Now He said to them, “These are My words which I spoke to you while I was still with you, that all things which are written about Me in the Law of Moses and the Prophets and the Psalms must be fulfilled.” Luke 24:44 (NASB)

Together Jesus and the apostles quoted from almost every book in the Hebrew books (Old Testament or Tanakh) and every major division. It is clear that Jesus and the apostles considered the Hebrew Scriptures of their day to be inspired. They referred to them as the “Scriptures” and treated them as being authoritative. The apostle Paul states that all of Scripture is inspired.

All Scripture is inspired by God and profitable for teaching, for reproof, for correction, for training in righteousness . . . (NASB) 2 Tim. 3:16

To what Scriptures was the Apostle Paul referring? We discover that Jesus called the book of Psalms Scripture (Matthew 21:42). Jesus, our God, said that the Scriptures contained prophecies about Himself (Matthew 26:54). In Luke 4:18-21, Jesus quoted from Isaiah and called it Scripture. In Luke 24:27, 32, it is clear the books of Moses and the prophets were called Scripture. In Luke 24:44-45, the Holy Spirit tells us that Jesus considered the three major divisions of the Tanakh, the Hebrew Bible, to be Scripture. That means that every book in the Hebrew Bible of Jesus’ day was considered to be inspired by Him. When our God, Jesus Christ, and his Apostles call something Scripture, then we can know it is authoritative.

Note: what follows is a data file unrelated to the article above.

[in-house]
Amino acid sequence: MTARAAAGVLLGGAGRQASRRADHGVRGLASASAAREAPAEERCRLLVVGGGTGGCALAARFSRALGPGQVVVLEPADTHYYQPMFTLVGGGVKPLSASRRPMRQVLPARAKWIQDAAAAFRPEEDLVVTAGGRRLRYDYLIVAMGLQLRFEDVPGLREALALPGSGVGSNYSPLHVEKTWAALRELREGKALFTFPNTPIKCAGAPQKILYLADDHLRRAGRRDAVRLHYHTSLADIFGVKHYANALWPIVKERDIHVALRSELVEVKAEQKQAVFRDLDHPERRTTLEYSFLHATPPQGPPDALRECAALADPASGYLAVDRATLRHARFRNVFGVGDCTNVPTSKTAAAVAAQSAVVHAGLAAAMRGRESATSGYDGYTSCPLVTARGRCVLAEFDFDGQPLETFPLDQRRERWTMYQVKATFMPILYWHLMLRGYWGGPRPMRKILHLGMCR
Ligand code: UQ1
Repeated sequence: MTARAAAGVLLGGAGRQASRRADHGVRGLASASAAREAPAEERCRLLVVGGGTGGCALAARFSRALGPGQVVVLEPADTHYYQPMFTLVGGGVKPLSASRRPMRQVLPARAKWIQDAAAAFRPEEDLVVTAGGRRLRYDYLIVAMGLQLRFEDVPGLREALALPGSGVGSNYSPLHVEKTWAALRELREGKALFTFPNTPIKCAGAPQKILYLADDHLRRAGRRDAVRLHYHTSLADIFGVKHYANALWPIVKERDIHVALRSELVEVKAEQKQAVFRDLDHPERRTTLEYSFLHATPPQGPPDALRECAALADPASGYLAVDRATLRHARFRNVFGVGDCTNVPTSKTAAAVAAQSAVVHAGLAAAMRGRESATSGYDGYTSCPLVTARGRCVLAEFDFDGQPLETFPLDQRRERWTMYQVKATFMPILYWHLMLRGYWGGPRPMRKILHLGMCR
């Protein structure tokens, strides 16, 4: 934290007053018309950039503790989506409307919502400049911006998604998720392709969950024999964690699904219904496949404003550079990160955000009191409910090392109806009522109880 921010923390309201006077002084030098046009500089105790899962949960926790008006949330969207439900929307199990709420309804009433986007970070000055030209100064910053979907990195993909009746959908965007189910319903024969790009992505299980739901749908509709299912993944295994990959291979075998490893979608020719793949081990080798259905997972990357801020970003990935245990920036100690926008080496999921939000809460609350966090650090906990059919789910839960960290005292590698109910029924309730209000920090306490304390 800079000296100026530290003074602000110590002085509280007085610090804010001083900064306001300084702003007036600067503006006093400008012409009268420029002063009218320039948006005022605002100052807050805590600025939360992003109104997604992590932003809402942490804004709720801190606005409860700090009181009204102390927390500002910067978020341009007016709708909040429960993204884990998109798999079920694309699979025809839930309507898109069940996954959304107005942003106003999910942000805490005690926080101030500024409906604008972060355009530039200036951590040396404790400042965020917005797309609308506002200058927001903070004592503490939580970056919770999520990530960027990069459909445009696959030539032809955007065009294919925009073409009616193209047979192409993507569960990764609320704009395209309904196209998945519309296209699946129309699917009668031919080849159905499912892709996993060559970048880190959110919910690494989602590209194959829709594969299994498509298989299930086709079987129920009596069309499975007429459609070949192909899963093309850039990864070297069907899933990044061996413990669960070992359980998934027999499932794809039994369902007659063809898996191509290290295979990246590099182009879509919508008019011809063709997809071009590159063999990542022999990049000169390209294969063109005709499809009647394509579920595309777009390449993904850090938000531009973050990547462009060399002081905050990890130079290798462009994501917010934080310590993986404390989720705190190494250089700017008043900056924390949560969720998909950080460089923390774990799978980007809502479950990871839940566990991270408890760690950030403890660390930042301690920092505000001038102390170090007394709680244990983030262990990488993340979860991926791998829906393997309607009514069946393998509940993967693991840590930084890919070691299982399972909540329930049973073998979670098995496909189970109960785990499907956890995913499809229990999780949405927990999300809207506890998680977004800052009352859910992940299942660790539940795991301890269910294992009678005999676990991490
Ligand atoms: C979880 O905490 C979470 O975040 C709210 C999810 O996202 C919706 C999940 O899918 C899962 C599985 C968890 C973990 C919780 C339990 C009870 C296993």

Flavius Josephus’ Twenty-Two Books

So to what Hebrew Scriptures were Jesus and the Apostles referring? Flavius Josephus (A.D. 30-11) comes to our rescue in his book “Against Apion” (p. 1038-1041) when he says that the Hebrew Scriptures contained twenty-two books. Upon careful examination of the books, we discover that he combined the books of Ezra and Nehemiah, 1 and 2 Samuel, 1 and 2 Kings, 1 and 2 Chronicles, Judges and Ruth,  and Jeremiah and Lamentations. He also combined all of the twelve minor prophets into one book. That is, he included all thirty-nine books of the Old Testament. The Babylonian Talmud lists twenty-four books in Baba Bathra 14b-15a. The list includes the same books referred to by Josephus. The Babylonian Talmud separates Judges from Ruth and Jeremiah from Lamentations.

Jamnia Council